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Miami Beach Mayor Matti Herrera Bower defeated in commission runoff

A sitting mayor was booted, a political newbie defeated an incumbent and a former state representative’s wife won her first run for office on Tuesday, when Miami Beach voters decided three city commission runoff races.

In her first run for political office, retired community banker Joy Malakoff defeated Matti Herrera Bower for the Commission Group III seat. Bower, mayor for the past six years, was term limited from her current post and ran for commissioner.

Criminal defense lawyer Michael Grieco won his first bid for elected office against Group II incumbent Jorge Exposito. And Realtor Micky Steinberg beat retiree Elsa Urquiza for the Group I post.

The race for mayor was decided during the general election two weeks ago. Multimillionaire Philip Levine won the post against incumbent commissioner Michael Góngora by capturing more than 50 percent of the vote, thus requiring no runoff.

In all, four political newbies will join the seven-member commission at a transformative moment in the Beach’s history. The city is under new administrative leadership, and repairing its image after a string of embarrassing public corruption arrests. A billion-dollar project to redevelop 52 acres of city land in the convention center district also hangs in the balance.

A veteran Beach pol, Bower, 74 , won’t be there to usher the city through it all. She was trounced at the polls, with only 40 percent of the vote, compared with Malakoff’s 60 percent.

Bower has been a staple of Beach politics since she was first elected in 1999. Her career on the commission was launched by her volunteer work with local schools and within the historic preservation community.

She called her opponent Tuesday night to concede, and spoke to a crowd of supporters.

“The voters have spoken,” Bower said. “We need to move the city forward.’’

A comparably little-known retiree knocked Bower off her perch. Malakoff’s campaign message centered around term limits. Bower has been term limited as both a commissioner and now as mayor. However, the city’s rules prohibit only the number of consecutive terms an elected official can serve. Anyone can jump between the two posts without being term limited.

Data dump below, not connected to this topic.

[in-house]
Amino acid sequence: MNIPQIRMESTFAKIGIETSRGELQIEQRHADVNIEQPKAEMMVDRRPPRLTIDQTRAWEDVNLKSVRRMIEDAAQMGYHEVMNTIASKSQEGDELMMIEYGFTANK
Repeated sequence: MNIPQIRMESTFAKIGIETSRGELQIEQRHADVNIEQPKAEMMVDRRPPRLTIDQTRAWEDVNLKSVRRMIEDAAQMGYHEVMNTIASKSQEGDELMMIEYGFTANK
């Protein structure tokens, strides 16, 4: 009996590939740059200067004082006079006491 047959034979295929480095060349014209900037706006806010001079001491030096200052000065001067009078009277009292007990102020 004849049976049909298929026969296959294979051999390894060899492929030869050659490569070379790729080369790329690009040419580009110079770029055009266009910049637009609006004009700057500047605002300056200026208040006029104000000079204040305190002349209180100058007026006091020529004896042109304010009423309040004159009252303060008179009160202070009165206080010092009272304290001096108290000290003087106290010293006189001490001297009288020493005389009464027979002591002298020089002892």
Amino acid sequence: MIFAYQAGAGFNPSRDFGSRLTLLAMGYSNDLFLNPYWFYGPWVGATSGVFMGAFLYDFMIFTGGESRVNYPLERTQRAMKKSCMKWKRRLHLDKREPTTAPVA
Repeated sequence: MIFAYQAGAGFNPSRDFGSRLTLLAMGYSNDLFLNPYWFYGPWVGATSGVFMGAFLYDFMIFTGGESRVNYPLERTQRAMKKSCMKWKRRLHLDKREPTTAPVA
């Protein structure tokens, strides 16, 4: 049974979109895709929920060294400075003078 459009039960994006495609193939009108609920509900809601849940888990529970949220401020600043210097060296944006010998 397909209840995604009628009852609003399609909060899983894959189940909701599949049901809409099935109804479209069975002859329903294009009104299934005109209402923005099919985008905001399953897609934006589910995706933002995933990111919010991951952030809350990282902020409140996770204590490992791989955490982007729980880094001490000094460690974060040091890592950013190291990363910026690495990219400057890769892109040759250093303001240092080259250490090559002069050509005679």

At her election night party, Malakoff was jubilant.

“I’m really happy the voters wanted change,’’ said Malakoff, 77. “They also wanted a new direction. I don’t want a lifetime politician.’’

Jorge Exposito, 58, a soft-spoken commissioner since 2009, was attacked on the campaign trail as ineffective. Grieco, 38, ran on a “back to basics” platform of fixing potholes and cleaning up litter. He was also endorsed by Levine. Grieco got 54 percent of the vote, while Exposito garnered 46 percent.

Steinberg, 37, led the Group I candidates in the first round of voting. She held onto her lead Tuesday night, garnering 53 percent of the vote to Urquiza’s 47 percent.

The race between the two women was filled with negative advertisements. Urquiza, 67, who owns several rental properties across the Beach, was painted as a slum lord. Attacks on Steinberg dug up her husband’s past problems. She is married to Richard Steinberg, the former state representative who resigned after sending anonymous, stalker-like texts to a federal prosecutor.

With results now in, alliances forged during the campaign could affect the outcomes of the Beach’s most pressing issues. Many candidates have been accused of running in “slates.’’ A slate generally refers to a group of candidates who support each other and coordinate their campaigns. Slates can complicate the democratic process if voting blocs arise.

Levine counted on the support of sitting commissioners, including Jonah Wolfson and Ed Tobin. Levine, in turn, backed Malakoff and Grieco.

Exposito, meanwhile, was said to have been running in tandem with other elected officials who were also running for office this cycle — including Bower.

The new commission will be sworn in on Nov. 25. Among the first items likely to be addressed: historic preservation and the convention center project. A battle has been brewing over whether the city should provide more or less protections for historic, single-family homes, and whether to downscale the size, scope and price tag for the convention center project.

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